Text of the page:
Well, it sounded good.
Coffee in the morning next to a fire on our own. My kind of morning. The dogs and Stevie are all out wandering around, the bay is filling and the sky cleared up over night. Should be a good day. It’s not even six yet I’m rested after a night in the camper cuddling pups and cat after a bowl of chile before bed. Harold and Stevie return and lay at my feet, hoping for eggs and cheese. Rosie though?
Rosie though. I finally put down the coffee and look for her. She’s up the hill behind the meadow, slowly and painfully hobbling down through the grass to me. She’s not walking right. I race up to her. Her mouth, face, legs and paws are thick with quills. A porcupine got her. Fifty or so quills have paralysed her. I pick her up and carry her to the van and lay her inside. She wimpers. Fuck. Fuck. Fuck.
Harold and Stevie jumped inside the van, knowing this was serious. Even Stevie, he climbed up to his shelf and watched. I threw in the cookstove, breakfast forgotten, filled my mug with the rest of the coffee and closed the doors. Where to?
Smartphone in hand, luckily I could get online. Three vets within an hour of us. One to the north, open every other Saturday, it didn’t say which ones. Closest though, I drove slowly out of the park on the dirt road through the woods, following directions back to Highway 1 and took a right, aiming north. Twenty minutes later, I drove past a big anonymous building, turned back and pulled in. Rosie didn’t react. Harold stared at me, quiet and worried. I sipped the rest of the coffee. Let’s hope.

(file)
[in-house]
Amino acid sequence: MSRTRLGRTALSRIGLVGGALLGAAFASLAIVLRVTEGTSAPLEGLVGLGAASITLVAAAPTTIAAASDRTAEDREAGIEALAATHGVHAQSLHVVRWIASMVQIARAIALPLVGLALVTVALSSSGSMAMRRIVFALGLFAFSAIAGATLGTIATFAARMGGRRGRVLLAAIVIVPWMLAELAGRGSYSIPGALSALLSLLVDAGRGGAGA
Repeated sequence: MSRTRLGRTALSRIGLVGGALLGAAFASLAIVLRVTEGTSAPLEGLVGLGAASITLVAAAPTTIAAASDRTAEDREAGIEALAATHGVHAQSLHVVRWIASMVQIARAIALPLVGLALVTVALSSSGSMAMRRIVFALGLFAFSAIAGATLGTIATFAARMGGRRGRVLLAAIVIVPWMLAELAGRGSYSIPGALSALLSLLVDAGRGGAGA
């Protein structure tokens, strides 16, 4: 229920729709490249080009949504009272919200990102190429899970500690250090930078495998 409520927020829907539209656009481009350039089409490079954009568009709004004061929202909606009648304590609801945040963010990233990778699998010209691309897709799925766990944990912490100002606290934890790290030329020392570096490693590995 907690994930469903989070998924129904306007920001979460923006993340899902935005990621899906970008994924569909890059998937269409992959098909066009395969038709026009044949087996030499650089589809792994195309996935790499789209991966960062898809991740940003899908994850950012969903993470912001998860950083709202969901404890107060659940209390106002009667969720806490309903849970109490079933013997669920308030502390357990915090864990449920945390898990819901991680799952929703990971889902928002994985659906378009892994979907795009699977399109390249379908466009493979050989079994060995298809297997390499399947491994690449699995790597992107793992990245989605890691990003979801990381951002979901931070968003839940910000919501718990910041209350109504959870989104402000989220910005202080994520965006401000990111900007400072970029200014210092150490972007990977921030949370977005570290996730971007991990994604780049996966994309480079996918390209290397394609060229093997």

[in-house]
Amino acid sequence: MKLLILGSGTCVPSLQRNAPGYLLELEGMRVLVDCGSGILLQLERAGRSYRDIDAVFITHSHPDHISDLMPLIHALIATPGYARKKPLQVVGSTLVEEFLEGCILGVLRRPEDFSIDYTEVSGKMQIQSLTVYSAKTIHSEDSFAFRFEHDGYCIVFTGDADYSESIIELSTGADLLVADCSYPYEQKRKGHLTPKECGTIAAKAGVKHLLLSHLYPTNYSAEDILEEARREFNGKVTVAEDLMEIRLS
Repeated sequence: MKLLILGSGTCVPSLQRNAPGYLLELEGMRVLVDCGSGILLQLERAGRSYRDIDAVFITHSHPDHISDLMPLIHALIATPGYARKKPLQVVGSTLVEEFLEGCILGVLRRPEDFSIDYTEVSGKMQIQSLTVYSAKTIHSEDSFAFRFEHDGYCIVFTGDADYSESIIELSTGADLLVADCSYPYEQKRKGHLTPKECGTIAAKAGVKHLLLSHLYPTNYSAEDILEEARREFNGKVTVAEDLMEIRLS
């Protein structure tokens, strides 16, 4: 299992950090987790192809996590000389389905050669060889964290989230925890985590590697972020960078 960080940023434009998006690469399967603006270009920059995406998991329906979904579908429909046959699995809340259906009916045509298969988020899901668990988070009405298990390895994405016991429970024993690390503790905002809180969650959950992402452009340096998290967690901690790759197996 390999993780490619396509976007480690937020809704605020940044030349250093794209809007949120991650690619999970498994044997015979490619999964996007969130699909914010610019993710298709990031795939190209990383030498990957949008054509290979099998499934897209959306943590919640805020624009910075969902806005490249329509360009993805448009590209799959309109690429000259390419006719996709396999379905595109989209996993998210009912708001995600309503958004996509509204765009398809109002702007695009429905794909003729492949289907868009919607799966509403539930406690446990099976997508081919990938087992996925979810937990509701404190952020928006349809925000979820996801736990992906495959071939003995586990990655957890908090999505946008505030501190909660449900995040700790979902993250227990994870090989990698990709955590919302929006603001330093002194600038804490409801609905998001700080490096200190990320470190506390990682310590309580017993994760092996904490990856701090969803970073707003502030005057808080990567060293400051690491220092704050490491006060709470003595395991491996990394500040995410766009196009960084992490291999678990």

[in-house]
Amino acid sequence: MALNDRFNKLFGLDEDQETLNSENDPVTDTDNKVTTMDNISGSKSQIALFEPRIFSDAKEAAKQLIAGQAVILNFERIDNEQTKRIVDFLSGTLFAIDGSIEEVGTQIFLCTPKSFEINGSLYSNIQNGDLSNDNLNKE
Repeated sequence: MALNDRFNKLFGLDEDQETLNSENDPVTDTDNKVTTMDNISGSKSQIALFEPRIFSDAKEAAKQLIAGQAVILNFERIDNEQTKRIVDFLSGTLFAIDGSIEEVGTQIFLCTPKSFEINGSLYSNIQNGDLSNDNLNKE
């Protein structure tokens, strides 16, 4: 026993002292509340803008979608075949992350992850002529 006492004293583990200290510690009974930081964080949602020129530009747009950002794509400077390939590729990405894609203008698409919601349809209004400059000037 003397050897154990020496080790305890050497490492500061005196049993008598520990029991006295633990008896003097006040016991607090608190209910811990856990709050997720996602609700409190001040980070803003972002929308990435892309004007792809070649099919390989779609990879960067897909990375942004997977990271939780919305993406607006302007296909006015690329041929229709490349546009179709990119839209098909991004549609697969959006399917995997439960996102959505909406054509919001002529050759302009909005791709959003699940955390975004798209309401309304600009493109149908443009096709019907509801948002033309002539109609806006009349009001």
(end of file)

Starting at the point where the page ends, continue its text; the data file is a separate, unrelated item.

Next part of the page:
Ninety minutes later, the staff showed up and finally one came out to say they’d opened up. “How can we help?”
When I tell them, Maude says she’ll call the vet herself to come in early. Apparently, the staff run the place on their own to start each day, the minor details and then at ten or so, the vet would come in: “She lives nearby, don’t worry.”
Rosie is not a friend of vet clinics. Just trying to get her to be sedated can be a trial but this time, it’s easy. One poke in the butt and within ten minutes she’s passed out on the floor with her head on my lap, mouth full of quills.
$328 later, I walk a barely functioning/ barely walking Rosie back to the camper and pick her up and place her on the bed. Her face is swollen, her tongue hangs out, and her tail wags faintly. Harold and Stevie both want to get out but I don’t have it in me. With a wave from Maude, we head back to the Falls with a stop at the supermarket for ice, some clam chowder for my dinner as well as a six-pack of local beer and not forgetting bones for each of the dogs and a can of wet food for Stevie. Anything to keep us all quiet while Rosie recovers. It’s going to be a lazy afternoon at camp.